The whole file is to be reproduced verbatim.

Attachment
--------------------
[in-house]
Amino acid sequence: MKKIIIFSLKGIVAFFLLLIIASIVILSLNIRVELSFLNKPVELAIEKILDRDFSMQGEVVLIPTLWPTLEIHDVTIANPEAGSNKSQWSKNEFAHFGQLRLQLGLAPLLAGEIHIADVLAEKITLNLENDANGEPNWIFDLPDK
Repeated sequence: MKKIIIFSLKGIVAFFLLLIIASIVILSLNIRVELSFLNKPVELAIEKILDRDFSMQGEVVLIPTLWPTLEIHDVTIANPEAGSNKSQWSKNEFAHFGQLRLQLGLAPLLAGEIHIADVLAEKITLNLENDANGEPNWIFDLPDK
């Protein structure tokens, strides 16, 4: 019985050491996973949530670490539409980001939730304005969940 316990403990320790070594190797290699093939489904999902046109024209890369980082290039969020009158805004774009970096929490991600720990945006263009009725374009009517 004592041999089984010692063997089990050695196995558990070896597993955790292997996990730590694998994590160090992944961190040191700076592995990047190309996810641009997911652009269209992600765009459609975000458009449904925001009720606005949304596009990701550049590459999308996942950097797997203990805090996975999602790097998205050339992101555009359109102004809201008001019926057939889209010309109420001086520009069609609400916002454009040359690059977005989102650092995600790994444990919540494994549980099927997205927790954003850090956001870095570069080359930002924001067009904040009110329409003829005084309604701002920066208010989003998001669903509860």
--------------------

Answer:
[in-house]
Amino acid sequence: MKKIIIFSLKGIVAFFLLLIIASIVILSLNIRVELSFLNKPVELAIEKILDRDFSMQGEVVLIPTLWPTLEIHDVTIANPEAGSNKSQWSKNEFAHFGQLRLQLGLAPLLAGEIHIADVLAEKITLNLENDANGEPNWIFDLPDK
Repeated sequence: MKKIIIFSLKGIVAFFLLLIIASIVILSLNIRVELSFLNKPVELAIEKILDRDFSMQGEVVLIPTLWPTLEIHDVTIANPEAGSNKSQWSKNEFAHFGQLRLQLGLAPLLAGEIHIADVLAEKITLNLENDANGEPNWIFDLPDK
């Protein structure tokens, strides 16, 4: 019985050491996973949530670490539409980001939730304005969940 316990403990320790070594190797290699093939489904999902046109024209890369980082290039969020009158805004774009970096929490991600720990945006263009009725374009009517 004592041999089984010692063997089990050695196995558990070896597993955790292997996990730590694998994590160090992944961190040191700076592995990047190309996810641009997911652009269209992600765009459609975000458009449904925001009720606005949304596009990701550049590459999308996942950097797997203990805090996975999602790097998205050339992101555009359109102004809201008001019926057939889209010309109420001086520009069609609400916002454009040359690059977005989102650092995600790994444990919540494994549980099927997205927790954003850090956001870095570069080359930002924001067009904040009110329409003829005084309604701002920066208010989003998001669903509860």